From the Driver’s Seat

“You always hear people talk about how winning the Daytona 500 is different than winning any other race,” said 2007 Daytona 500 winner, Kevin Harvick. “Once experiencing that, I would definitely say that it’s true just because everything you do at Speedweeks during the Daytona 500 weekend is just bigger and different than any other race you go to. So, winning our sport’s most prestigious race is pretty cool and something you would definitely like to experience again.

“Winning the Daytona 500 almost makes your whole year, just for the fact that it is the Daytona 500 and the amount of notoriety and things that come with it for your team and organization are pretty high.”

Last Year’s Results

It’s not often that a Daytona 500 comes down to fuel mileage, but last year, it did.

Chase Elliott had his No. 24 Chevrolet up front for 23 of the final 26 laps, but with fuel becoming an issue for the majority of the leaders, Elliott included, disaster struck for the Hendrick Motorsports driver with just three laps to go as his car started to sputter down the backstretch, handing the lead over to Martin Truex, Jr.

Truex would suffer the same fate, as would Kyle Larson, who was the next to assume the lead on the penultimate lap.

When Larson’s tank ran dry, Kurt Busch was there to pounce, taking over the lead and never looking back en route to not only his first Daytona 500 win, but his first win at a restrictor plate race, period. Hell of a way to check that one off the list.

Ryan Blaney finished second, followed by AJ Allmendinger, Aric Almirola, and Paul Menard to round out the top-five.

“It was an amazing win,” said Busch. “The prestige, history and value of that race and just being part of it over the years was special. Now, to go back there as the defending champion of the Daytona 500 gives me that much more motivation to do it again and make sure nobody shares in all the glory. It was a huge day. With Monster’s CEO there and announcing the entitlement sponsorship and, for us, getting back together for me with Ford. I couldn’t have written more of a fairy tale-type of race.”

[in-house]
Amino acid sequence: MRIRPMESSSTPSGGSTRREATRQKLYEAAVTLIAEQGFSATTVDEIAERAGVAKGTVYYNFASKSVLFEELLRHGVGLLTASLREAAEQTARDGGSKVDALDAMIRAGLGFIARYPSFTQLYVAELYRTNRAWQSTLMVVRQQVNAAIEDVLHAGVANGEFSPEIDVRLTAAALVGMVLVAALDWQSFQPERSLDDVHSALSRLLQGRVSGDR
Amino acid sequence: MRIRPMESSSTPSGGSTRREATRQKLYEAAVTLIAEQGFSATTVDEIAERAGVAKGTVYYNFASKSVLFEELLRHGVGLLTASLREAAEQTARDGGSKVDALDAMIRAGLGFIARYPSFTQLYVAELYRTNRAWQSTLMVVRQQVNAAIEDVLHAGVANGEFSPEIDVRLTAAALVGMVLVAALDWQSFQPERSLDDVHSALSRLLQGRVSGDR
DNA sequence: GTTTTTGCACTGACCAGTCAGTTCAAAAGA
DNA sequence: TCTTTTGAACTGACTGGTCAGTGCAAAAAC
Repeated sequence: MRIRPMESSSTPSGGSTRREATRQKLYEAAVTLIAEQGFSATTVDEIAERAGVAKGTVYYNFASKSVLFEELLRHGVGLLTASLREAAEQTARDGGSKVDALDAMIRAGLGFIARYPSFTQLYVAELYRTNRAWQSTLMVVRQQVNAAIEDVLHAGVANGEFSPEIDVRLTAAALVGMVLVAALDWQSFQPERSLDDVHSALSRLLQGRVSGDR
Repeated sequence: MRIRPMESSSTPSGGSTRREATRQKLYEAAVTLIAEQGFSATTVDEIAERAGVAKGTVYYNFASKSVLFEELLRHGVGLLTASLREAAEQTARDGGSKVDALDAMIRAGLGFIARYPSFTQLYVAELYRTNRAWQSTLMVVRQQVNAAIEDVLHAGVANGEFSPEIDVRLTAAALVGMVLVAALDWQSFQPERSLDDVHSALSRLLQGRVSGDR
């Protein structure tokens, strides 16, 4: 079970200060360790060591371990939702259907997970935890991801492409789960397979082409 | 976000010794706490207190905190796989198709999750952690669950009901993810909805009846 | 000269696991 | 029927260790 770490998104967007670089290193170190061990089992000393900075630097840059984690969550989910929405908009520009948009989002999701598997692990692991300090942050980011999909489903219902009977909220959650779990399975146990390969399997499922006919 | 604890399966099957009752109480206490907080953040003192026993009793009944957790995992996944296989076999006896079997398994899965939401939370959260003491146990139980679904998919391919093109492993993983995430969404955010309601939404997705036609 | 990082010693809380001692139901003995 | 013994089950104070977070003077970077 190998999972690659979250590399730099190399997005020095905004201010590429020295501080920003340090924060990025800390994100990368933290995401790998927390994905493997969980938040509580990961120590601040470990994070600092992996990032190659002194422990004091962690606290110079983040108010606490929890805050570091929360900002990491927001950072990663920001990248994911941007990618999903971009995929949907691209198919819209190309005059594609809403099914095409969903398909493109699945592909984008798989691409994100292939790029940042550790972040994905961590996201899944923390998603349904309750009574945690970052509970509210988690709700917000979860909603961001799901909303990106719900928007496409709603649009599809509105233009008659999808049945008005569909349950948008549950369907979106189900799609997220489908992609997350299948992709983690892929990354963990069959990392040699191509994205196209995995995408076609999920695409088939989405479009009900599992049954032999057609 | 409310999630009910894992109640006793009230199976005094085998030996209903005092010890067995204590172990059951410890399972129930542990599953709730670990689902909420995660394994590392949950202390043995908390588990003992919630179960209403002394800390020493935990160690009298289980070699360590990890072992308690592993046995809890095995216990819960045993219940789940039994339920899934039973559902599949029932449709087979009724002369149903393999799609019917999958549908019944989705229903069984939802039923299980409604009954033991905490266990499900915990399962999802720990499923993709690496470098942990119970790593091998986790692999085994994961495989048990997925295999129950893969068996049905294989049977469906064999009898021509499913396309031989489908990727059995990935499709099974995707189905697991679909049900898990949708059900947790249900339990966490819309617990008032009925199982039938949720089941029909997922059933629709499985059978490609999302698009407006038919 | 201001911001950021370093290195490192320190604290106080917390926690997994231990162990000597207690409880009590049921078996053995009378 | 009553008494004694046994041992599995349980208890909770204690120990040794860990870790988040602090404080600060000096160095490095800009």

Weekend Schedule (All Times Eastern)

Thursday, February 15

  • MENCS Can-Am Duel No. 1 (7:00 pm – 60 laps, 150 miles – FOX Sports 1)
  • MENCS Can-Am Duel No. 2 (9:00 pm – 60 laps, 150 miles – FOX Sports 1)

Friday, February 16

  • MENCS Practice (1:05 pm to 1:55 pm – FOX Sports 1)
  • MENCS Practice (3:05 pm to 3:55 pm – FOX Sports 1)

Saturday, February 17

  • MENCS Final Practice (12:05 pm to 12:55 pm – FOX Sports 1)

Sunday, February 18

  • MENCS 60th Annual Daytona 500 (2:30 pm – 200 laps, 500 miles – FOX)

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David Morgan is the Associate Editor for Motorsports Tribune. A 2008 graduate from the University of Mississippi, David has followed NASCAR since the early 90’s and became hooked at an early age after attending his first race at Talladega Superspeedway in 1993. He has traveled across the country since 2012 to cover some of the most prestigious events both IndyCar and NASCAR have to offer, with an aim to only expand on that in the near future.